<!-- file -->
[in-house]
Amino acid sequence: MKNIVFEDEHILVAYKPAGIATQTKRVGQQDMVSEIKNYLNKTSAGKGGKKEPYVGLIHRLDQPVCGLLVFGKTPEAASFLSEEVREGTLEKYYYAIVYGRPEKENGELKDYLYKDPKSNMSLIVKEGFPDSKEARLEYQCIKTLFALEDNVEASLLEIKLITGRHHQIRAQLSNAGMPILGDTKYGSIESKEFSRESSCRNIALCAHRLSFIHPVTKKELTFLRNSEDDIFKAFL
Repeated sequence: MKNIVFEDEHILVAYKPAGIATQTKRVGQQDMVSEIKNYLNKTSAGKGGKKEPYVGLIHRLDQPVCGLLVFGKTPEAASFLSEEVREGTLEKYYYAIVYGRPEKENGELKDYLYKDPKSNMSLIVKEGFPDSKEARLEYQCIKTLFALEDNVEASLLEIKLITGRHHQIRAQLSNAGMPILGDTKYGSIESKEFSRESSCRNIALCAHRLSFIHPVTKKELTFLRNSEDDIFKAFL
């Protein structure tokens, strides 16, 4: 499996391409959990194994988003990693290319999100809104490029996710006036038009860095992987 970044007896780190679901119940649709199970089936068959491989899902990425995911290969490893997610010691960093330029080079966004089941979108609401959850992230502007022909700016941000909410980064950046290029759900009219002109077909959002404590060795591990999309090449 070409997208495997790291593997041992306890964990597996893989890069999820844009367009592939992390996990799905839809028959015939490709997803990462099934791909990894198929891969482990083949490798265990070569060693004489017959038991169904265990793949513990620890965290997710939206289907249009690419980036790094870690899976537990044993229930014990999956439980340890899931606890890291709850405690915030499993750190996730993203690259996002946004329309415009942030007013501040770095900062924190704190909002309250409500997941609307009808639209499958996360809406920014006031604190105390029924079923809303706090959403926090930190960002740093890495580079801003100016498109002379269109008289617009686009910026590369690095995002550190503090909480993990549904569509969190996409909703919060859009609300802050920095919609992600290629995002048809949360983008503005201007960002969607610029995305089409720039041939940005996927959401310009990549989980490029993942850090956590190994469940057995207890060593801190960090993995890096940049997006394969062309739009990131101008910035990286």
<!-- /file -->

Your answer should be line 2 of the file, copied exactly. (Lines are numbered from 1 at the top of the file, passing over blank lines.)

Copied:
Amino acid sequence: MKNIVFEDEHILVAYKPAGIATQTKRVGQQDMVSEIKNYLNKTSAGKGGKKEPYVGLIHRLDQPVCGLLVFGKTPEAASFLSEEVREGTLEKYYYAIVYGRPEKENGELKDYLYKDPKSNMSLIVKEGFPDSKEARLEYQCIKTLFALEDNVEASLLEIKLITGRHHQIRAQLSNAGMPILGDTKYGSIESKEFSRESSCRNIALCAHRLSFIHPVTKKELTFLRNSEDDIFKAFL